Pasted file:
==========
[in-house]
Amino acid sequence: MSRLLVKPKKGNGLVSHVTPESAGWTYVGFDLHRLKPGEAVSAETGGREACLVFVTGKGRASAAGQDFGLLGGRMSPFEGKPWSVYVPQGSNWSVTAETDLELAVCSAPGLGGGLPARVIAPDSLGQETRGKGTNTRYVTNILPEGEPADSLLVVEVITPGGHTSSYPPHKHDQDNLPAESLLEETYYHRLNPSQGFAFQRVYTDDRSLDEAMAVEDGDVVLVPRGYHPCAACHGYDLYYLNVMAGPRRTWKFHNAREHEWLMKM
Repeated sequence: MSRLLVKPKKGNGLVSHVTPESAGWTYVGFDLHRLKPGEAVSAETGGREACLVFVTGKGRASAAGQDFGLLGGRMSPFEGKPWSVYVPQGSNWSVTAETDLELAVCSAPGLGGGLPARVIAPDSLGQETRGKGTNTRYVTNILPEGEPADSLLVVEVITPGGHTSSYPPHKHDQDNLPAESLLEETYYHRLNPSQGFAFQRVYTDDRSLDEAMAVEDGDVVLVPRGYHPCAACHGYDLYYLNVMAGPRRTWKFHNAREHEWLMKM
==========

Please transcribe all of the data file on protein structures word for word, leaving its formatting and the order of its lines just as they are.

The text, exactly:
[in-house]
Amino acid sequence: MSRLLVKPKKGNGLVSHVTPESAGWTYVGFDLHRLKPGEAVSAETGGREACLVFVTGKGRASAAGQDFGLLGGRMSPFEGKPWSVYVPQGSNWSVTAETDLELAVCSAPGLGGGLPARVIAPDSLGQETRGKGTNTRYVTNILPEGEPADSLLVVEVITPGGHTSSYPPHKHDQDNLPAESLLEETYYHRLNPSQGFAFQRVYTDDRSLDEAMAVEDGDVVLVPRGYHPCAACHGYDLYYLNVMAGPRRTWKFHNAREHEWLMKM
Repeated sequence: MSRLLVKPKKGNGLVSHVTPESAGWTYVGFDLHRLKPGEAVSAETGGREACLVFVTGKGRASAAGQDFGLLGGRMSPFEGKPWSVYVPQGSNWSVTAETDLELAVCSAPGLGGGLPARVIAPDSLGQETRGKGTNTRYVTNILPEGEPADSLLVVEVITPGGHTSSYPPHKHDQDNLPAESLLEETYYHRLNPSQGFAFQRVYTDDRSLDEAMAVEDGDVVLVPRGYHPCAACHGYDLYYLNVMAGPRRTWKFHNAREHEWLMKM